In Phoenix on Tuesday, President Obama announced new plans for the federal government's role in housing finance, with particular emphasis on changing the role of Fannie Mae and Freddie Mac and also shifting mortgage risk more to the private sector. For a number of years—both before and after the start of the recession and housing market decline in 2008—Brookings experts have proposed ideas and recommendations for many of the key challenges in federal housing policy, some of which are presented below.
Shifting Mortgage Risk to the Private Sector
Nonresident Senior Fellow Robert Pozen called Obama's proposal a "mixed message" in terms of which entity bears the risk for faulty mortgages. While shifting risk primarily to the private sector would "be a significant improvement over the current situation," writes Pozen, it could be undermined by exemptions to the risk retention requirements of the Dodd-Frank Act.
... the exemptions from the risk retention requirement will undermine the president's efforts to shift the risk of mortgage defaults from the federal government to the private sector. Most home mortgages in the U.S. will not require the lenders to retain the risk of mortgage default, and most will not require the borrowers to make a down payment of more than 10%.
The crux, argues Pozen, is the amount of the borrower's down payment. Of particular interest is the fact that while many in the U.S. have felt that a 20% down payment would depress the mortgage market:
most private lenders in Canada insist on a 20% down payment for home mortgages. And the Canadian housing market is booming—without a tax deduction for interest on home mortgages. Indeed, the rate of home ownership in Canada is higher than that rate in the US.
Read Pozen's explanation at the interplay of lending risk and down payments.
Federal Homebuyer Tax Incentives
In June, Karen Dynan, Ted Gayer and Natasha Plotkin collaborated on an evaluation of federal homebuyer tax incentives passed in the wake of the 2008 recession and housing market downslide. They found that:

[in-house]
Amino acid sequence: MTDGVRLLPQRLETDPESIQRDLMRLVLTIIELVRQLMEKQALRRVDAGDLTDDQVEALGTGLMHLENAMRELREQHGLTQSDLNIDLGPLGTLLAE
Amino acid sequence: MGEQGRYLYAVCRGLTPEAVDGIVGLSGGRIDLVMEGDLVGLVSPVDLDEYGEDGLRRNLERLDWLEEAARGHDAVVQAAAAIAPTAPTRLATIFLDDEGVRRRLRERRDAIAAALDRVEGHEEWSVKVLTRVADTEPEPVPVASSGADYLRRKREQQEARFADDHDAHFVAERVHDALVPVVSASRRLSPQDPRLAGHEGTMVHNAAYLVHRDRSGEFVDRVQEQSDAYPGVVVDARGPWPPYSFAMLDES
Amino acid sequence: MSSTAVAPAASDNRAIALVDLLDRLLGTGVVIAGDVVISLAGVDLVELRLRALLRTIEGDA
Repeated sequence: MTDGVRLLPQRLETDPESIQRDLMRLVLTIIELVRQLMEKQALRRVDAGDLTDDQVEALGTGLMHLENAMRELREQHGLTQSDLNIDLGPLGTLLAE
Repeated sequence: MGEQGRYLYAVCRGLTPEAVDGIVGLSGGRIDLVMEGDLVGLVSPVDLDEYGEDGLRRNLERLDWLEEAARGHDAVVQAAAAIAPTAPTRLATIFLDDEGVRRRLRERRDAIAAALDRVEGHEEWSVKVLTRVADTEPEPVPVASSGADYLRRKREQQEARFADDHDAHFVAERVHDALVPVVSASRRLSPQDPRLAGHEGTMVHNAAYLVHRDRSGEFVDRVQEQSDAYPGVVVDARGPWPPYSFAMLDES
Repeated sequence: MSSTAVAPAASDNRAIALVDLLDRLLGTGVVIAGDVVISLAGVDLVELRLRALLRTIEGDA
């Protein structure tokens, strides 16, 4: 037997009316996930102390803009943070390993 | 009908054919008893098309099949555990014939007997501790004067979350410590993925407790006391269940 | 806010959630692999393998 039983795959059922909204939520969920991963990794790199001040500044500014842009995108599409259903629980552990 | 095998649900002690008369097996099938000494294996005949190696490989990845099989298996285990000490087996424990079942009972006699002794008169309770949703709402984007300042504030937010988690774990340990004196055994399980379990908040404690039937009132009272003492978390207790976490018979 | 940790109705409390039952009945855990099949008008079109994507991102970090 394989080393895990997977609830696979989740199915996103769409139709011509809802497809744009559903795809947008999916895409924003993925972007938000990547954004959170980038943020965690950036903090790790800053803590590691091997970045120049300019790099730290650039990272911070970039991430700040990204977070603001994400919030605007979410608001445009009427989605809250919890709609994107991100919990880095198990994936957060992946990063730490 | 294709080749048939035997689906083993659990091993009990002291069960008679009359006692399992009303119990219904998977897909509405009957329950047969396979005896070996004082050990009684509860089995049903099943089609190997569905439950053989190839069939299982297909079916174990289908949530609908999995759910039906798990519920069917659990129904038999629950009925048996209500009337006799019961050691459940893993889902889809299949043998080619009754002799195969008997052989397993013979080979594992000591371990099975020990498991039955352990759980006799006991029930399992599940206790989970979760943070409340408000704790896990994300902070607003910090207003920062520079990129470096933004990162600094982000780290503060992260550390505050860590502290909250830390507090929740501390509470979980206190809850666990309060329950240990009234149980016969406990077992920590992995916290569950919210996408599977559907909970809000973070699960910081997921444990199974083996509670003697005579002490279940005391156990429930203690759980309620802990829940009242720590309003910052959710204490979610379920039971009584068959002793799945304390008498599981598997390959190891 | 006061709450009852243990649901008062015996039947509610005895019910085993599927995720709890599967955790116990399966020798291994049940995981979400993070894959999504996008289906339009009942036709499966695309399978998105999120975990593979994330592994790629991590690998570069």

The various tax and incentive programs designed to help arrest the collapse of the housing market during the Great Recession provided, as expected, a modest short-term boost to housing demand, but some of these effects were reversed after the expiration of the credits.
Reforming Fannie Mae and Freddie Mac
The president proposed to "wind down" the two lending giants, a move that has been discussed since the start of the 2008 crisis and especially since the two government-sponsored enterprises (GSEs) were taken over by the federal government. Fellow Doug Elliott has written that the effort in the Senate to reform the GSEs and housing finance is a "very important task" and that
We have to find a sensible way to reduce the government’s role in the housing market while ensuring that the market works even in uncertain times and that subsidies are properly directed to those groups that warrant the help.
Read why, at the time he wrote that (in June), Elliott was skeptical of any "serious action anytime soon." Elliott, by the way, has detailed the scope of the federal government's multi-TRILLION dollar role in guarantees and loans going to the private sector, especially housing in his book Uncle Sam in Pinstripes: Evaluating U.S. Federal Credit Programs (Brookings, 2011). If you want a primer on federal lending and how the U.S. government interacts with citizens in this crucial way, and to find out his recommendations to increase taxpayers' value for this activity, check out this book.
Federal Government's Role in Housing Finance
President Obama and some policymakers are, essentially, seeking to redefine the government's role in the housing market, while at the same time maintaining the goals of expanding home ownership, facilitating affordable housing, and even encouraging renting where and when appropriate.
In a 2011 Brookings volume edited by Martin Neil Baily, expert authors reviewed the government role in housing finance and had proposed a series of ideas to achieve much of what President Obama proposed in Phoenix. Their ideas included ways to shift risk; to reform Fannie and Freddie; to regulate mortgage securitization; and to limit moral hazard in the sector.
The Future of Housing Finance: Restructuring the U.S. Residential Mortgage Market (Brookings 2011), has an excellent review chapter, authored by Doug Elliott, on the history of the federal government's role in housing finance, including background on Fannie Mae and Freddie Mac. Visit the book's page and look for the "Sample Chapter" link, or download it here (PDF). "In sum," Elliott wrote:
there is a broad consensus among the authors that the federal government’s role in supporting housing finance was too broad and deep even before the housing crisis caused the government’s market share to skyrocket. They are all searching for a way to retain whatever government role is necessary to maintain the stability and smooth working of the housing finance market, while pulling back in those areas where the private sector can take over.
The volume was the product of an earlier conference where then-Secretary of the Treasury Tim Geithner and also former Federal Reserve Chairman Alan Greenspan delivered keynote addresses.
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